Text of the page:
From your baby’s point of view, look down at the cervix … See it puffy and soft, with the mucous plug sealing its opening … much like a cork in the neck of a bottle … protecting your baby from infection until it is time to be born.
Now take yourself forward in time to the day labor begins ….. See the cervix …. The mucous plug is gone, and the cervix is getting shorter and shorter as your uterus begins to contract …. Feel your baby’s head pressing firmly against the cervix … helping it to stretch, and become thinner and thinner, and slowly open up.
You feel a contraction starting, much like a train approaching on a distant track .. getting closer and closer, and the contraction is getting stronger and stronger. Your baby’s head is pressing harder and harder on the cervix. The cervix is stretching more and more, and the baby’s head is coming down and down, and you open and open more, and the contraction begins to fade and fade, just as the train moves off into the distance …. Feel your body relax … Le all the tension go … Gather strength from within for the next contraction … Rest, and your baby also rests. (Repeat this paragraph two more times).
As the next contraction comes, feel it growing in intensity, much like a large wave, rising higher and higher. Feel the cervix stretching and stretching as you feel the baby’s head moving down, down, down into the cervix. Now feel the contraction subsiding … just as the wave comes to shore, as you know it always will … And you rest, and your baby rests. (Repeat this paragraph one more time).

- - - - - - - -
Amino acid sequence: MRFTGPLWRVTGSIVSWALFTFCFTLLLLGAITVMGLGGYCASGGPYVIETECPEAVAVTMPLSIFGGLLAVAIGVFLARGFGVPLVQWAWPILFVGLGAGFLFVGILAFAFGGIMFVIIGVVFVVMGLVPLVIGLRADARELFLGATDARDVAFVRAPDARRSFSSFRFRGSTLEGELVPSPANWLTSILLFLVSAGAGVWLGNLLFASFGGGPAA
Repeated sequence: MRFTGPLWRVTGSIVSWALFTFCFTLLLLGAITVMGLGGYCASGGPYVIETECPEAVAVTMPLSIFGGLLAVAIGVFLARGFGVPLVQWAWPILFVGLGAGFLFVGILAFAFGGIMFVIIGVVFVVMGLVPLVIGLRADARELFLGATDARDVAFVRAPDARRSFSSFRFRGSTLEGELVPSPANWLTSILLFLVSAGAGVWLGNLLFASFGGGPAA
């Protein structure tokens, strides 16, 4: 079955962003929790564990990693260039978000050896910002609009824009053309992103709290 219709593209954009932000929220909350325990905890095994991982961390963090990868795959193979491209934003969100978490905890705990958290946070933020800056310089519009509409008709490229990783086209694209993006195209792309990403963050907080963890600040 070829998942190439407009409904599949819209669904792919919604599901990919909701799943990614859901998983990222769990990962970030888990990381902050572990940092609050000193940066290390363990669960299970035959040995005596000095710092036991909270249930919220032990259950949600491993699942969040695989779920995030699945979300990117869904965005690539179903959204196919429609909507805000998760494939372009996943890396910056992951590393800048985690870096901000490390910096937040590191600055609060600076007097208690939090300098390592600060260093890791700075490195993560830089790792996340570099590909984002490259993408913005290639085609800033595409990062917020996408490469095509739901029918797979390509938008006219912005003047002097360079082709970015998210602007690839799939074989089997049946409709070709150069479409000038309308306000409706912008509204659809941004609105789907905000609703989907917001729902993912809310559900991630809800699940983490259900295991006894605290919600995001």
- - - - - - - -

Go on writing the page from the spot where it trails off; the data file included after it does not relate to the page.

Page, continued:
Quickly another contraction begins to build, getting stronger and stronger, and stretching the cervix further and further as the uterine muscles pull it up and back, over the baby’s head. Feel your baby straining to get through as the amniotic sac bulges into your vagina, and feel relief and warmth as the water gushes out onto the bed and the contraction subsides as the baby slips back.
Now you feel another contraction. It is very hard and builds rapidly. See your vagina unfold to receive the rapidly advancing head, just as the petals on a flower open up. Feel the baby’s head moving through the pelvis and under the pubic bone. Then the contraction begins to fade … and you rest, and your baby rests.
And still another contraction comes, massaging your baby’s skin, preparing him to breathe on his own very soon, very soon. Feel the pressure of your baby’s head on your perineum …. As your perineum stretches more and more, you feel burning and stinging, and you are panting, panting, relaxing your bottom so that your baby can ease his shoulder .. then the bottom shoulder … Hear your baby breathe …. his warm wetness against your skin …. Watch his chest rise and fall as he begins to breathe and his color turns from blue to pink …. He looks intently at your face .. then begins rooting for your breast till he finds it and begins nursing …. Such peace and joy .. Your baby has been born!
And now, as you are enjoying the sensations of touching, seeing, hearing, and smelling your new baby, you are aware of another contraction, a milder contraction as your placenta is delivered … Your uterus continues to contract very firmly to prevent bleeding, just as it should.
Now bring yourself back to the present and know that your baby is growing and getting ready for that day when he will be born … It is still a few weeks off, but getting closer with each passing day.
Continue to breathe deeply and relax, and in a moment, you can open your eyes, feeling renewed and refreshed, knowing that your body will perform just as it should when the baby’s birthday arrives.
Continue to sit or lie quietly for as long as you wish. When you are ready, get up slowly. The positive feelings that you are experiencing can remain with you throughout the day.